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Children's medicine doses can be confusing, study finds

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Many over-the-counter, liquid medications meant for children contain dosing instructions and measuring cups or droppers that rarely match each other and could confuse even the most careful parent or caretaker, according to a new study. This could easily lead to under- or over-dosing, with potentially dangerous consequences, researchers said.


The study, released online Tuesday in the Journal of the American Medical Assn., examined popular liquid cough, cold, allergy and stomach medications as well as painkillers and fever reducers, all meant for children younger than 12.

More than one-quarter of the 200 products examined failed to include a measuring device, such as cup, dropper or oral syringe. Of those that did, nearly all contained at least one inconsistency between the printed dosing instructions and the device. One example: a label that called for one-teaspoon doses packaged with a measuring cup marked in milliliters.

The U.S. Food and Drug Administration has declared safe and effective use of both over-the-counter and prescription medications a high priority because studies show considerable error rates on the part of consumers and healthcare professionals. The new study provides evidence that manufacturers make it easy for consumers to goof up even with over-the-counter children's medications for minor ailments.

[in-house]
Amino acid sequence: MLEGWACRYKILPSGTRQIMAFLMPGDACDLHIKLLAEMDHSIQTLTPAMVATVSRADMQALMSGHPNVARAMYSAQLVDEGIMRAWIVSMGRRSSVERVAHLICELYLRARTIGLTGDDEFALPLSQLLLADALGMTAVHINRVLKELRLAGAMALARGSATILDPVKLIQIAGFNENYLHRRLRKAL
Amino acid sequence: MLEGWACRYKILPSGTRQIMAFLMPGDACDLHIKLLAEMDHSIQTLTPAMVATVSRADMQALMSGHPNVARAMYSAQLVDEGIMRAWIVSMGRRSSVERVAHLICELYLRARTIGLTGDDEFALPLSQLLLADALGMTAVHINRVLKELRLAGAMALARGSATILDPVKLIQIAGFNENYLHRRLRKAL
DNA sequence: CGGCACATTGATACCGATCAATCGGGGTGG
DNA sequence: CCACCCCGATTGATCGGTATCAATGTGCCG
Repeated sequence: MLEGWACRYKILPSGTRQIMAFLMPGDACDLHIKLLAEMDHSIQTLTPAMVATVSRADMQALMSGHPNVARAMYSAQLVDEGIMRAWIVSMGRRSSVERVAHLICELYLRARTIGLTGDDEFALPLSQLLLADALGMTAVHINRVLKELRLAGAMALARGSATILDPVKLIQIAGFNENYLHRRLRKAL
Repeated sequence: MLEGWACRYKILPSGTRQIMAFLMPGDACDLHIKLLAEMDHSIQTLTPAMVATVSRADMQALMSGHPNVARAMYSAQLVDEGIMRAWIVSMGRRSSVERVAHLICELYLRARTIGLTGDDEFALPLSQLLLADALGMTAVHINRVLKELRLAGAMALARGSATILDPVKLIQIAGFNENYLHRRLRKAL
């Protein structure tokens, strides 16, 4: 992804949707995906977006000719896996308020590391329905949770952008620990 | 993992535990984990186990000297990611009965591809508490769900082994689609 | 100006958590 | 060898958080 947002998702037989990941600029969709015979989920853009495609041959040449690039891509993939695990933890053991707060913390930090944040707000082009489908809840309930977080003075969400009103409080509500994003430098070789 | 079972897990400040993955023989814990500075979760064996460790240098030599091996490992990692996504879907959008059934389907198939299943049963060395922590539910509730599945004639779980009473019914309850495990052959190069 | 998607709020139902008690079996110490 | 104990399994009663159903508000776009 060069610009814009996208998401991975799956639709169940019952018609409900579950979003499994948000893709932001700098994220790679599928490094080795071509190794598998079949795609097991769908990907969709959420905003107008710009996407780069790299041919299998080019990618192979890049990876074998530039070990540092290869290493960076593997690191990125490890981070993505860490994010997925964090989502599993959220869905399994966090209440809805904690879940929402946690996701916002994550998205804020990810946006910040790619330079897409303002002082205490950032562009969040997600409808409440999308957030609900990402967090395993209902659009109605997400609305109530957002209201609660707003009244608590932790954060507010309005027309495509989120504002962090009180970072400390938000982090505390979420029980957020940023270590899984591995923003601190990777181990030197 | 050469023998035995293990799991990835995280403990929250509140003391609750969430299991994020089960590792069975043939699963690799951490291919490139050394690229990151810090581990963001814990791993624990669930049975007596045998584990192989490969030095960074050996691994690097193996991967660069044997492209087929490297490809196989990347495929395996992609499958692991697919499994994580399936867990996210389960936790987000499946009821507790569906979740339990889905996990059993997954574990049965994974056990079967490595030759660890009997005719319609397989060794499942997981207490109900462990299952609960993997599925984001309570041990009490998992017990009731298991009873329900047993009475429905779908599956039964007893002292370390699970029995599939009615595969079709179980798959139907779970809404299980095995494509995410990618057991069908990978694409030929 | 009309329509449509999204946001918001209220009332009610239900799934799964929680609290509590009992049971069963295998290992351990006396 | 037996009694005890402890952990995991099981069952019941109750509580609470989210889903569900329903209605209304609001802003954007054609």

"We know people have trouble getting dosing right for not just over-the-counter but prescription liquid medication," said Dr. Darren A. DeWalt, an associate professor of internal medicine and pediatrics at the University of North Carolina, Chapel Hill, who wrote an editorial accompanying the study. "But to see how common the mismatch was in this study was startling. It's not only confusing information, it's almost not intelligible at times."

In the study, researchers led by a team at the New York University School of Medicine and Bellevue Hospital Center reviewed the 200 top-selling pediatric, oral, liquid, over-the-counter medications. They checked to see if each package included a measuring device and if the instructions and measuring device were consistent.

They also examined which measurement units and abbreviations were used, and other features. Each product was assessed by two raters, with a third rater when the first two disagreed.

Of the 148 products that contained a measuring device, almost 99% contained at least one inconsistency between the directions and the device. Twenty-four percent of the devices lacked the necessary markings to pour the correct dose. Slightly more than 81% of the devices had one or more superfluous markings, such as markings for doses beyond what would be prescribed.

Units of measurement varied from product to product: 72% used milliliters, 78% used teaspoons, 19% used tablespoons and 6% used nonstandard units of measurement such as drams or cubic centimeters.